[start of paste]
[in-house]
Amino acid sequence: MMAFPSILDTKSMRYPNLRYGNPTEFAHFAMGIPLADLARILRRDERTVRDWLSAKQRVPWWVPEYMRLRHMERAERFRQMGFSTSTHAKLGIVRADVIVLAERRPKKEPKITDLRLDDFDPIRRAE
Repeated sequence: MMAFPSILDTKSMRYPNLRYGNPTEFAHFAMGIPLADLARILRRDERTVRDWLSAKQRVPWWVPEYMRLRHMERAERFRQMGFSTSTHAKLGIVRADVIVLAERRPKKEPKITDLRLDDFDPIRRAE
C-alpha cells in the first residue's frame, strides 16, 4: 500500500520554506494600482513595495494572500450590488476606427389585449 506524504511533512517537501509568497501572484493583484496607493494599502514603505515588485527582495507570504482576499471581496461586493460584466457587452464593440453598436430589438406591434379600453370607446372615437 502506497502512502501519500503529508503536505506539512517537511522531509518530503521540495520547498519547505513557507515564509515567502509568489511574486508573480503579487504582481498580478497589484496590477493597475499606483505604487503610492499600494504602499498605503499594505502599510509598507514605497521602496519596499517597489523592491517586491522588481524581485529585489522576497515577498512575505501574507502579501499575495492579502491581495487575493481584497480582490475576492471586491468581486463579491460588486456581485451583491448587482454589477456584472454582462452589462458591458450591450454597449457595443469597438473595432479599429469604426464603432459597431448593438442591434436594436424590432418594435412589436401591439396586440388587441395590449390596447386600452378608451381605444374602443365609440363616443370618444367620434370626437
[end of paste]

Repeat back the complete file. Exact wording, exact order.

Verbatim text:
[in-house]
Amino acid sequence: MMAFPSILDTKSMRYPNLRYGNPTEFAHFAMGIPLADLARILRRDERTVRDWLSAKQRVPWWVPEYMRLRHMERAERFRQMGFSTSTHAKLGIVRADVIVLAERRPKKEPKITDLRLDDFDPIRRAE
Repeated sequence: MMAFPSILDTKSMRYPNLRYGNPTEFAHFAMGIPLADLARILRRDERTVRDWLSAKQRVPWWVPEYMRLRHMERAERFRQMGFSTSTHAKLGIVRADVIVLAERRPKKEPKITDLRLDDFDPIRRAE
C-alpha cells in the first residue's frame, strides 16, 4: 500500500520554506494600482513595495494572500450590488476606427389585449 506524504511533512517537501509568497501572484493583484496607493494599502514603505515588485527582495507570504482576499471581496461586493460584466457587452464593440453598436430589438406591434379600453370607446372615437 502506497502512502501519500503529508503536505506539512517537511522531509518530503521540495520547498519547505513557507515564509515567502509568489511574486508573480503579487504582481498580478497589484496590477493597475499606483505604487503610492499600494504602499498605503499594505502599510509598507514605497521602496519596499517597489523592491517586491522588481524581485529585489522576497515577498512575505501574507502579501499575495492579502491581495487575493481584497480582490475576492471586491468581486463579491460588486456581485451583491448587482454589477456584472454582462452589462458591458450591450454597449457595443469597438473595432479599429469604426464603432459597431448593438442591434436594436424590432418594435412589436401591439396586440388587441395590449390596447386600452378608451381605444374602443365609440363616443370618444367620434370626437